Publications (2)0 Total impact
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ABSTRACT: To investigate the accumulation of advanced glycation end products (AGE) and the inflammatory response of skin and wound in diabetic patients, and to analyze their relationship in vitro. Histological staining and immunohistochemical staining was respectively performed on skin and wound tissue specimens collected from 10 patients with Type II diabetes mellitus (diabetes group) and 12 non-diabetic patients with skin injury (control group) to observe the arrangement of collagen and the distribution of inflammatory cells, and to determine the expression levels of AGE and its receptor (RAGE). Malondialdehyde (MDA) levels in skin and wound tissue homogenates were assayed by enzyme-linked immunosorbent assay. In vitro, human neutrophils were isolated and treated with RPMI-1640 culture medium or that containing AGE-human serum albumin in the concentration of 0.315, 0.625, 1.250 mg/mL, and they were identified as normal control (NC) group, low concentration (L) group, moderate concentration (M) group, and high concentration (H) group. Cell viability in each group was determined by MTT colorimetric assay, and the reactive oxygen species (ROS) in cell was measured with 2', 7'-dichlorfluorescein-diacetate. Data were processed with t test. Compared with those of skin in control group, collagens of skin tissues in diabetes group atrophied and disorderly arranged. Inflammatory cells in wounds in diabetes group were dispersed, in which collagens arranged loosely and irregularly, as compared with those of wounds in control group. Expression levels of AGE and RAGE of skin in diabetes group were higher than those in control group. In diabetes and control groups, especially in diabetes group, the numbers of RAGE-positive cells in wound tissue were more than those in skin tissue. Large amount of inflammatory cells with positive expression of RAGE were observed in diabetes group. MDA level of skin and wound tissue in diabetes group was respectively (6.3 ± 1.0), (7.1 ± 2.4) nmol per milligram protein, which were obviously higher than those in control group [(2.9 ± 1.0), (3.6 ± 1.4) nmol per milligram protein, with t value respectively 8.017, 4.349, P < 0.05 or P < 0.01]. Cell viability and ROS levels in neutrophils were increased in L, M, and H groups [(59 ± 8)%, (77 ± 5)%, (67 ± 6)% and 1.67 ± 0.14, 2.13 ± 0.17, 3.48 ± 0.48] as compared with those in NC group [(34 ± 5)% and 0.58 ± 0.06, with t value respectively 7.195, 14.890, 11.130 and 20.195, 24.905, 16.864, P < 0.05 or P < 0.01]. Abnormal oxidative stress in diabetic skin leads to an atypical origin of wound repair. AGE-RAGE effect is a critical mediator for oxidative stress in diabetic wound tissue during wound healing.
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ABSTRACT: To analyze the relationship between cutaneous glycometabolic disorders and cutaneous neuropathy in diabetic rats, and to look for the mechanism of neuropathy and impaired wound healing. Eighty male SD rats were randomly divided into the normal control group (NC, n = 20), diabetic group (D, n = 20), aminoguanidine-interfered group (AI, n = 20), and insulin-interfered group (II, n = 20) by drawing lots. Diabetes was reproduced in rats of D, AI, and II groups with intraperitoneal injection of streptozotocin (STZ). Then, rats in AI group were fed with 100 mg×kg(-1)×d(-1) aminoguanidine, while rats in II group were subcutaneously injected with insulin for satisfactory control of blood glucose. Changes in mechanical and heat pain thresholds of pad of hind limb were measured at post injection week (PIW) 2, 4, 8. Skin specimens were collected during PIW 2-8 from pads for determination of contents of glucose, advanced glycation end product (AGE), substance P (SP), calcitonin gene-related peptide (CGRP), and observation of distribution and ultrastructure of skin nerve fibers. Data were processed with t test. The mechanical and heat pain thresholds in D group at PIW 2 [(6.3 ± 1.5) g, (6.0 ± 0.9) s, respectively ] were obviously lower than those in NC group [(13.0 ± 3.2) g, (10.3 ± 1.2) s, with t value respectively 2.71, 3.42, P values all below 0.05]. Contents of glucose and AGE in skin tissue in D group were significantly increased when compared with those in NC group, especially at PIW 8 [(2.85 ± 0.33) mg/g, (31.7 ± 3.2) U/mg of hydroxyproline vs. (0.82 ± 0.22) mg/g, (22.2 ± 1.9) U/mg of hydroxyproline, with t value respectively 1.65, 6.47, P values all below 0.01]. The myelinated nerve fibers were edematous and degenerated, with axons compressed, while the unmyelinated nerve fibers were vacuolated, with microfilament and microtubule disorderly arranged. Content of SP in skin tissue in D group was lower as compared with that in NC group, especially at PIW 2 [(16.8 ± 3.4) pg/g vs. (28.5 ± 5.0) pg/g, t = 2.42, P < 0.01]. There was no obvious difference in content of CGRP between NC and D groups, and also in content of glucose in skin between D and AI groups. Compared with those in D group, content of AGE in AI group at PIW 8 was decreased markedly [(27.2 ± 1.4) U/mg of hydroxyproline, t = 3.38, P < 0.05]; contents of glucose and AGE in II group at PIW 8 were significantly decreased [(1.42 ± 0.38) mg/g, (23.6 ± 1.3) U/mg of hydroxyproline, with t value respectively 1.74, 8.17, P < 0.05 or P < 0.01]. Compared with that in D group, contents of SP in AI and II groups were increased, with a delay in time of trough value. Content of CGRP showed no obvious difference among D, AI, and II groups. High glucose and accumulation of AGE are key mediators of cutaneous neuropathy and impaired wound healing in diabetes mellitus, which confirms that diabetic wound takes an atypical footing during wound repairing. Aminoguanidine and insulin can reduce contents of glucose and AGE in diabetic skin tissue, and ameliorate diabetic cutaneous neuropathy.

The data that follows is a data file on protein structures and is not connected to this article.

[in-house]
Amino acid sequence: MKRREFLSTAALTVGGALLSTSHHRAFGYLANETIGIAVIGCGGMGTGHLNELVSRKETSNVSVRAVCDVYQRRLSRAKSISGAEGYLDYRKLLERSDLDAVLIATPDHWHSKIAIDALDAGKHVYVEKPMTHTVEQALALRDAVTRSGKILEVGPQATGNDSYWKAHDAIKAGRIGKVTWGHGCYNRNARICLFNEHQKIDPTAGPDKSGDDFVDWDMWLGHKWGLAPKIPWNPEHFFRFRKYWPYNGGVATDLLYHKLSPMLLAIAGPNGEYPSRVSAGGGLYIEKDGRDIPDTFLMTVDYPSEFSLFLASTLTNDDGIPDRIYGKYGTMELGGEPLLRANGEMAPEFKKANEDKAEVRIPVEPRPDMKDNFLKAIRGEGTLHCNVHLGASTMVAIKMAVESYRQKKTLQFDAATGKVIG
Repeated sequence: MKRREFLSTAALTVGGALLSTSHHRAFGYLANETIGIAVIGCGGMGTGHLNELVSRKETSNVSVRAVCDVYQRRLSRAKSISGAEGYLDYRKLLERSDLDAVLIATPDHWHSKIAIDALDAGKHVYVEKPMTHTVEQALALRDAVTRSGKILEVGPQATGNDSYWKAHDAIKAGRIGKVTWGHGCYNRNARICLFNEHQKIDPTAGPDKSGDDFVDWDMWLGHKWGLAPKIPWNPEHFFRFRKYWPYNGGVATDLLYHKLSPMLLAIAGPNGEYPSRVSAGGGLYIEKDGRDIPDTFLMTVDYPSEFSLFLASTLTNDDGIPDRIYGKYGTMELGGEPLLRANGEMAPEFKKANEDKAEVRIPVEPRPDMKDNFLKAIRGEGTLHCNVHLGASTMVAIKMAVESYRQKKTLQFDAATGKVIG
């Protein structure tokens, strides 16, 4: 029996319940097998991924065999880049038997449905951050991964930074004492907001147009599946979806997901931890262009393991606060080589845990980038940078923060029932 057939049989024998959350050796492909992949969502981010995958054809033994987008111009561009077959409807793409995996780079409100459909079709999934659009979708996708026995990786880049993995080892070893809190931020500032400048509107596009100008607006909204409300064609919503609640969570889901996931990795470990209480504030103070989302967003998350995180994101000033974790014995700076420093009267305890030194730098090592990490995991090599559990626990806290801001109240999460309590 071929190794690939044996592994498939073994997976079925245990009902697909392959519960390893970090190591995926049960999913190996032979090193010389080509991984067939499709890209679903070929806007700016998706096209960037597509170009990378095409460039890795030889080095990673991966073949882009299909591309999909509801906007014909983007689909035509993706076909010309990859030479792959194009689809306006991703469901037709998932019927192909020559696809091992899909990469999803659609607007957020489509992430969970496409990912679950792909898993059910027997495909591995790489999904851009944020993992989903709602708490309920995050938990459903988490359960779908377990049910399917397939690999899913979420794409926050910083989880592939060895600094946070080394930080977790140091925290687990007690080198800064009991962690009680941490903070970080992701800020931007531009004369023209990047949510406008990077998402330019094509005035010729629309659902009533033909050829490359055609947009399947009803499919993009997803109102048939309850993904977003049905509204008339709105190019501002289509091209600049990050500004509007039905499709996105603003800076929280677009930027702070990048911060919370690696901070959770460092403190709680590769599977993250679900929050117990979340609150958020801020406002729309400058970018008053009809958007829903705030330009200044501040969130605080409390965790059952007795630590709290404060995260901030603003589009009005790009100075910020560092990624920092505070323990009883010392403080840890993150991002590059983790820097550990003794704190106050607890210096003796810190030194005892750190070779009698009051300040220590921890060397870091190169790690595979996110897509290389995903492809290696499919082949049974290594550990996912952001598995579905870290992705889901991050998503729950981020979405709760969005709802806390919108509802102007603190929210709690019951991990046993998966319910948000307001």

Shanghai Jiao Tong UniversityShanghai, Shanghai Shi, China